Friday, November 19, 2021

A Low-Stress Holiday: The Peace of Thanksgiving

"In 1621, the Plymouth colonists and the Wampanoag shared an autumn harvest feast that is acknowledged today as one of the first Thanksgiving celebrations in the colonies. For more than two centuries, days of thanksgiving were celebrated by individual colonies and states. It wasn’t until 1863, in the midst of the Civil War, that President Abraham Lincoln proclaimed a national Thanksgiving."-- from

Jewel Tea Company dishes

Thanksgiving is a low-stress holiday, a celebration of food and football.  The history books in school said that the Pilgrims and the Wampanoag celebrated the first Thanksgiving, eating a peaceful, abundant meal together in 1621.  This historic episode or legend may have been revised or reinterpreted since my schooldays.  But to me Thanksgiving embodies the spirit of Peace on Earth, Good Will to Men.  It is devoid of the capitalist pressure of buying, buying, buying for Christmas.

And the feast is one of my favorites. Roast the turkey in the oven, make a fruit salad, mash the potatoes, bake the green bean casserole, roast and stuff a squash for the vegetarians, and buy the pumpkin pies, for heaven's sake.  Before the big football game on TV, you can set the table with your grandmother's Jewel Tea Company china, which she bought with coupons in the '30s or '40s, and summon everybody to the table. Last year you retired the Pilgrims tablecloth, because someone found it politically incorrect and "offensive."  Heavens, it was not an heirloom, and I certainly was not attached to it. Let it go!  It's like that turkey centerpiece you made at school out of a potato and toothpicks. Not an heirloom. 

The great difference between Thanksgiving and Christmas, both celebrations of food and football, is the frantic gift exchange (and that Christmas is a religious holiday, of course).  After all,  Christmas is almost over by Thanksgiving, since Black Friday started in October and you've bought everything - or so you think, until you read in New York Magazine that a Kombucha brewing kit would be perfect for the men in your life.  ""Do you ever drink Kombucha?" you ask at dinner.  Aunt Florrie frowns and mouths a frantic NO!!!  None of the men have heard of Kombucha.  There will be no messy bottle operation in the basement.  No beer/Komucha bottles exploding.

Christmas is restless and boisterous, related to the wild Roman holiday, Saturnalia.  There is the trimming of the tree, the cheerful repetition of "Jingle Bell Rock" on the radio, carols at Midnight Mass, and the American obsession with Dickens' A Christmas Carol.  Have you, too, accompanied your family to the community theater production A Christmas Carol?  Not again, you think silently.   But if you stay home because of a small cold, Aunt Florrie stays home, too,  and suggests listening to A Christmas Carol read aloud on the radio.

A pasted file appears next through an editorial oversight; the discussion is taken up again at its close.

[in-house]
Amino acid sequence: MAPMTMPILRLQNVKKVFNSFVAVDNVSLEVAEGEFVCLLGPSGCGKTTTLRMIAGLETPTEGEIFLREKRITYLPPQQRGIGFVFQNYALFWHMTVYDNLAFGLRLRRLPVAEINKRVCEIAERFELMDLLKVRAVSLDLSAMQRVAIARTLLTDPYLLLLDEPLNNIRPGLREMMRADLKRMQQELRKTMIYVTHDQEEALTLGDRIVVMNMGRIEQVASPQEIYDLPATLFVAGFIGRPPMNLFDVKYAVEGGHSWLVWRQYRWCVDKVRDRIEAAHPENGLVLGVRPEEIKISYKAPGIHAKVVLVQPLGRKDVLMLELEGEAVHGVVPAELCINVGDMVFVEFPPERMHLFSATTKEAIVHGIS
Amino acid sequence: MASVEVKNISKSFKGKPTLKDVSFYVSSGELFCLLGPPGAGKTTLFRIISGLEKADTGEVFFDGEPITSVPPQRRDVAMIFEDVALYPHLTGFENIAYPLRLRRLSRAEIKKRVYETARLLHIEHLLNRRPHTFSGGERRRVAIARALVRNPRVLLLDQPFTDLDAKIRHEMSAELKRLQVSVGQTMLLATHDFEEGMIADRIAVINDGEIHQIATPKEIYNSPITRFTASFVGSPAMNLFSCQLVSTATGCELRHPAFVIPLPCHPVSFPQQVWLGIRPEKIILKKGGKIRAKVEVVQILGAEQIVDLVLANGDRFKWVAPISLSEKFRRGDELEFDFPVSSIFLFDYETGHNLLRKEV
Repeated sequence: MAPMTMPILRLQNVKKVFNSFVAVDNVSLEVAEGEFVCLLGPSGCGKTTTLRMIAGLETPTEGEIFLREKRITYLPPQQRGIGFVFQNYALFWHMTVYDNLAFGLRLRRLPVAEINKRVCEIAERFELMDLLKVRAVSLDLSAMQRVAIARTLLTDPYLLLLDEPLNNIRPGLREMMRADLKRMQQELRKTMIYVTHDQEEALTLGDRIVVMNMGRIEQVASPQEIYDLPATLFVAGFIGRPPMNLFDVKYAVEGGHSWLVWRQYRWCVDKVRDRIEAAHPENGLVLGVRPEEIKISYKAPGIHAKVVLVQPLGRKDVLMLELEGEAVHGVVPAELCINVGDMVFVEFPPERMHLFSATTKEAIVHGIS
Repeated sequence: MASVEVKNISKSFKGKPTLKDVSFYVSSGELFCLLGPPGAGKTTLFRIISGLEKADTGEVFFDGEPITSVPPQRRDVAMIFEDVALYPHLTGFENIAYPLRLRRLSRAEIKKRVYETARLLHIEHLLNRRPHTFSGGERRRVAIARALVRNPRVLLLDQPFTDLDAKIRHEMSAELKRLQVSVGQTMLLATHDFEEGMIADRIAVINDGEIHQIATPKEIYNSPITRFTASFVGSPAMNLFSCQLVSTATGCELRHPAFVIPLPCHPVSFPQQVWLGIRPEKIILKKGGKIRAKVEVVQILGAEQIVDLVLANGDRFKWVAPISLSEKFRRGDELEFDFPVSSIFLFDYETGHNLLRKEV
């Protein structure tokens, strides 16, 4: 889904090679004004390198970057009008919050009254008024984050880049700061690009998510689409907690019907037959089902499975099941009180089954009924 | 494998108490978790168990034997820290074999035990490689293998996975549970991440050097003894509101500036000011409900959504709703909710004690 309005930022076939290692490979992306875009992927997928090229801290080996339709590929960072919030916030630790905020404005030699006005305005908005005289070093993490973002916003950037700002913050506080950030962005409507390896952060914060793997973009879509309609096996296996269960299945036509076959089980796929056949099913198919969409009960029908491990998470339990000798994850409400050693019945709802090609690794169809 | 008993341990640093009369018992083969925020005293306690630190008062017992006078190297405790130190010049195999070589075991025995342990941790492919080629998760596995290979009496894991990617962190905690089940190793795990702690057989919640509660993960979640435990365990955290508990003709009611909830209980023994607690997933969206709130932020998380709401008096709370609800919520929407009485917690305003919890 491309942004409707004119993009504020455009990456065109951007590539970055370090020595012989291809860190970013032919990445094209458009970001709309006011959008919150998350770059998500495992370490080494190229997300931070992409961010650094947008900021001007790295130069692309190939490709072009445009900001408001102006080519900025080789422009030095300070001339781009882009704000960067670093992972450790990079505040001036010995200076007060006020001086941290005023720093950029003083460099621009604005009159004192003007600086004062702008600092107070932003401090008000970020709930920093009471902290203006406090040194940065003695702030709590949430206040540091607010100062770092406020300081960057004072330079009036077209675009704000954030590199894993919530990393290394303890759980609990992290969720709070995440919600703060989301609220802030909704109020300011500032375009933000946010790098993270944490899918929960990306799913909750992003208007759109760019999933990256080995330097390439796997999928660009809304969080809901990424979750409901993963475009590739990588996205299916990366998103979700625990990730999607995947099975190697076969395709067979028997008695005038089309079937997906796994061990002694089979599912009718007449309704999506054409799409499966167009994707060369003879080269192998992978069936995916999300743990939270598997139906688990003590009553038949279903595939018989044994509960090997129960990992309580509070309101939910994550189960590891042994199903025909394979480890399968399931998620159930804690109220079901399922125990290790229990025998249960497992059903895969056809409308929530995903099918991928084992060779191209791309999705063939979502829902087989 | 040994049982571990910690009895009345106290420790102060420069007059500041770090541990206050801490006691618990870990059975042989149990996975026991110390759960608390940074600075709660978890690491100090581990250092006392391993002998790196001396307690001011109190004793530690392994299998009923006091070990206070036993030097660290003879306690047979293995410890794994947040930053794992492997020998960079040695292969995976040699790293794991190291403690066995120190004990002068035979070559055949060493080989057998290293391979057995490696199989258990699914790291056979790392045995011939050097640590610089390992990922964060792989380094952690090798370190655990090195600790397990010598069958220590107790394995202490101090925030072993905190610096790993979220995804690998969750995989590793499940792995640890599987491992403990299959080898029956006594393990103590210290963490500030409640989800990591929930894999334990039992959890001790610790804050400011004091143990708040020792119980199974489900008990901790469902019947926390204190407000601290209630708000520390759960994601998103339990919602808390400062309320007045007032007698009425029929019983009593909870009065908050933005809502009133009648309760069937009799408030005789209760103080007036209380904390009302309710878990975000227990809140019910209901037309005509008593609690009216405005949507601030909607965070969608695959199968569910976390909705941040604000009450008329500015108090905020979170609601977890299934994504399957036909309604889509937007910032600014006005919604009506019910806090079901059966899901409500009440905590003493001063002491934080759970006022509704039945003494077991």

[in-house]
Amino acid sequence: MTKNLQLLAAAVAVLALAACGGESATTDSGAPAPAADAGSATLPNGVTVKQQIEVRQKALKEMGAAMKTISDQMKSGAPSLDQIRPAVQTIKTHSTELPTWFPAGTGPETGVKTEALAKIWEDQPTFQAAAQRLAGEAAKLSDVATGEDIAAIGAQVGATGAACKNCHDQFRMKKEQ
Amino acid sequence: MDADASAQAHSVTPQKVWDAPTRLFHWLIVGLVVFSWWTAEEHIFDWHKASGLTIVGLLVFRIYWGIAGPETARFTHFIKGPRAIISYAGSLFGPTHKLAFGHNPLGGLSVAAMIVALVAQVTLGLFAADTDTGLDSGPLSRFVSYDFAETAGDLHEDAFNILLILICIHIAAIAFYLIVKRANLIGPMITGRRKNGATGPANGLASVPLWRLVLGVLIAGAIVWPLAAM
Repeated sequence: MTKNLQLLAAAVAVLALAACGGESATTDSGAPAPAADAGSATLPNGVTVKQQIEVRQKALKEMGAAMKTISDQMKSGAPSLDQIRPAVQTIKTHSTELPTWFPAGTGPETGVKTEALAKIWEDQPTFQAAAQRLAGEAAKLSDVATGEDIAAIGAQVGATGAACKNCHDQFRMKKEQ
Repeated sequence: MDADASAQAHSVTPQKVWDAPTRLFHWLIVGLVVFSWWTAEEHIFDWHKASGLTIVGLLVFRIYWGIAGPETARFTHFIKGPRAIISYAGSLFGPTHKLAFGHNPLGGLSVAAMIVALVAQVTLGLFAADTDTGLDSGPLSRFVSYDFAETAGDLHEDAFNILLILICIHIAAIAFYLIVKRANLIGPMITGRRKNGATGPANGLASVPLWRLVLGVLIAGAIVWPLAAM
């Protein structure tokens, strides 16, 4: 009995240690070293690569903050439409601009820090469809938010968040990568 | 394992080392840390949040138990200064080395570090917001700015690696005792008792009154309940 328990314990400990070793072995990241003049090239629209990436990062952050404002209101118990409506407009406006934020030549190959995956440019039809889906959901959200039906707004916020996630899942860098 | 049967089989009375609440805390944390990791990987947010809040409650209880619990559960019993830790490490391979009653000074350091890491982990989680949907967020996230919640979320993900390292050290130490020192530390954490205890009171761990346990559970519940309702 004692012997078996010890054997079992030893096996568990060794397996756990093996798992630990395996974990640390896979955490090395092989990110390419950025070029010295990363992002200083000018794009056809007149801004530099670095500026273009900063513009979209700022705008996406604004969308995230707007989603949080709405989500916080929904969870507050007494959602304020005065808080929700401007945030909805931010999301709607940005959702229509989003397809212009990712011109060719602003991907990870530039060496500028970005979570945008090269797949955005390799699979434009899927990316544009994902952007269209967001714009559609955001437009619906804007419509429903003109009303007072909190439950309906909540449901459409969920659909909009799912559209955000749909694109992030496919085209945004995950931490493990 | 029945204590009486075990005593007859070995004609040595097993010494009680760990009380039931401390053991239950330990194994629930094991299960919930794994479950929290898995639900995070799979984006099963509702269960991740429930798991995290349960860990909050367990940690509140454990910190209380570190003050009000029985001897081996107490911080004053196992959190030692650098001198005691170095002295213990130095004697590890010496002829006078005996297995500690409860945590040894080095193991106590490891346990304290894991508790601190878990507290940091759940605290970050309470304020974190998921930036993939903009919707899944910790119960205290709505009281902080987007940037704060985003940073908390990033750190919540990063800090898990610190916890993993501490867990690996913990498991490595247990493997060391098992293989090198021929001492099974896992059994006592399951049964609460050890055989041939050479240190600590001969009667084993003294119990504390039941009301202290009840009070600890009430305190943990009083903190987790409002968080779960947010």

Are the British and Canadians this obsessed with A Christmas Carol? 

If you learn it by heart, you can drive everybody crazy and they'll let you watch The Bishop's Wife or Christmas in July instead.  

But I'll enjoy Thanksgiving first.


  1. Truer words never spoken. I only differ from you in that I don't associate fruit salad with Thanksgiving, and had not heard of the Jewel Tea Company (different part of the country). But I had to laugh, because my son the librarian on Catalina Island, is playing the parts of Jacob Marley and The Ghost of Christmas to Come, in the island community theater's production of You-Know-What! (It will be held in the Catalina Casino, which is at least unusual.) Wishing you a happy Thanksgiving. :-)

    1. I'm impressed that your son is in A Christmas Carol! Now that would make Christmas fun. Thanksgiving is so laid-back, especially since Thursday shopping is forbidden this year (at least here), that Christmas seems jittery. But there are the decorations, of course!

  2. What is or are Kombucha? This is a rhetorical question.

    In Britain the main Christmas theatricals consist of Peter Pan and - especially pantomimes - deranged plays - usually based on fairy stories, involving transvestism (the hero is usually played by an attractive young woman and his mother by a middle-aged man), TV personalities showing why they aren't actors, jokes about current affairs, elaborate transformation scenes etc. Eminent actors try to get parts in them if they can

    1. I do wish I LIKED kombucha! Those articles make me consider the strangest gifts.

      Well, we don't have your Christmas theatricals. I do know Peter Pan, though. It was practically a national event in my childhood to see it performed live on TV with Mary Martin. I was slightly bothered that Peter was a woman, not knowing ANY theater history, and thought it was because she was light enough not to break her flying apparatus. A Christmas Carol is the thing here. I must admit, I prefer the movie versions!

  3. I'm not really into Thanksgiving that much, but I did enjoy the post. Loved the jewel tea dishes -- I have several pieces myself, including an Aladdin type tea pot. They're all such fun to use!

  4. Thank you! I adored my grandma's dishes and one day my mother told me about the Jewell Tea Company. I haven't seen the Aladdin type tea pot. Sounds like the perfect addition!

    And Happy Thanksgiving!